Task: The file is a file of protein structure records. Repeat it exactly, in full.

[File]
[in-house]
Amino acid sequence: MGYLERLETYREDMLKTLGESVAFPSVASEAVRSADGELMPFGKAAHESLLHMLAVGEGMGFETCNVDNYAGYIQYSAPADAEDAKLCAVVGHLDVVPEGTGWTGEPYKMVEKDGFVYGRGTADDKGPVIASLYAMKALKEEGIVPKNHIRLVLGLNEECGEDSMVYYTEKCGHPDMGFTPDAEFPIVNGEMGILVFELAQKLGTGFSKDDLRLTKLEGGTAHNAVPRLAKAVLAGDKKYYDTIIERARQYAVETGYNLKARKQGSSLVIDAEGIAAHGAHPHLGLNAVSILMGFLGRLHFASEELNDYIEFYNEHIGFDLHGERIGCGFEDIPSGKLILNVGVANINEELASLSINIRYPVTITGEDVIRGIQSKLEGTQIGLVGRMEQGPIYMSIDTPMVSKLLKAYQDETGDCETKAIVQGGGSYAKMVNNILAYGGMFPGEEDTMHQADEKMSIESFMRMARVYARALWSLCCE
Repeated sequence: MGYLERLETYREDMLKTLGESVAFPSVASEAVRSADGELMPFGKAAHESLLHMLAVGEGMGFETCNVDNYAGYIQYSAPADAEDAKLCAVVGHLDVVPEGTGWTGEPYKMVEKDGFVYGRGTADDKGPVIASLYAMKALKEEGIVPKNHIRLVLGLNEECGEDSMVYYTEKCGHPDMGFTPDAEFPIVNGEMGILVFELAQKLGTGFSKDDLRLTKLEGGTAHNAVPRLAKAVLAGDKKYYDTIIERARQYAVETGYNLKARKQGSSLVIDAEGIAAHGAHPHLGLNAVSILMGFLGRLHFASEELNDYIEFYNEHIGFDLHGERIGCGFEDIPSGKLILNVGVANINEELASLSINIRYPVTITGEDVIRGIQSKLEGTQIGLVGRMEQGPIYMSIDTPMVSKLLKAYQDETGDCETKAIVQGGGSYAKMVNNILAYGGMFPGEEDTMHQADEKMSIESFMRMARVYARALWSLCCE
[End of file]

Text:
[in-house]
Amino acid sequence: MGYLERLETYREDMLKTLGESVAFPSVASEAVRSADGELMPFGKAAHESLLHMLAVGEGMGFETCNVDNYAGYIQYSAPADAEDAKLCAVVGHLDVVPEGTGWTGEPYKMVEKDGFVYGRGTADDKGPVIASLYAMKALKEEGIVPKNHIRLVLGLNEECGEDSMVYYTEKCGHPDMGFTPDAEFPIVNGEMGILVFELAQKLGTGFSKDDLRLTKLEGGTAHNAVPRLAKAVLAGDKKYYDTIIERARQYAVETGYNLKARKQGSSLVIDAEGIAAHGAHPHLGLNAVSILMGFLGRLHFASEELNDYIEFYNEHIGFDLHGERIGCGFEDIPSGKLILNVGVANINEELASLSINIRYPVTITGEDVIRGIQSKLEGTQIGLVGRMEQGPIYMSIDTPMVSKLLKAYQDETGDCETKAIVQGGGSYAKMVNNILAYGGMFPGEEDTMHQADEKMSIESFMRMARVYARALWSLCCE
Repeated sequence: MGYLERLETYREDMLKTLGESVAFPSVASEAVRSADGELMPFGKAAHESLLHMLAVGEGMGFETCNVDNYAGYIQYSAPADAEDAKLCAVVGHLDVVPEGTGWTGEPYKMVEKDGFVYGRGTADDKGPVIASLYAMKALKEEGIVPKNHIRLVLGLNEECGEDSMVYYTEKCGHPDMGFTPDAEFPIVNGEMGILVFELAQKLGTGFSKDDLRLTKLEGGTAHNAVPRLAKAVLAGDKKYYDTIIERARQYAVETGYNLKARKQGSSLVIDAEGIAAHGAHPHLGLNAVSILMGFLGRLHFASEELNDYIEFYNEHIGFDLHGERIGCGFEDIPSGKLILNVGVANINEELASLSINIRYPVTITGEDVIRGIQSKLEGTQIGLVGRMEQGPIYMSIDTPMVSKLLKAYQDETGDCETKAIVQGGGSYAKMVNNILAYGGMFPGEEDTMHQADEKMSIESFMRMARVYARALWSLCCE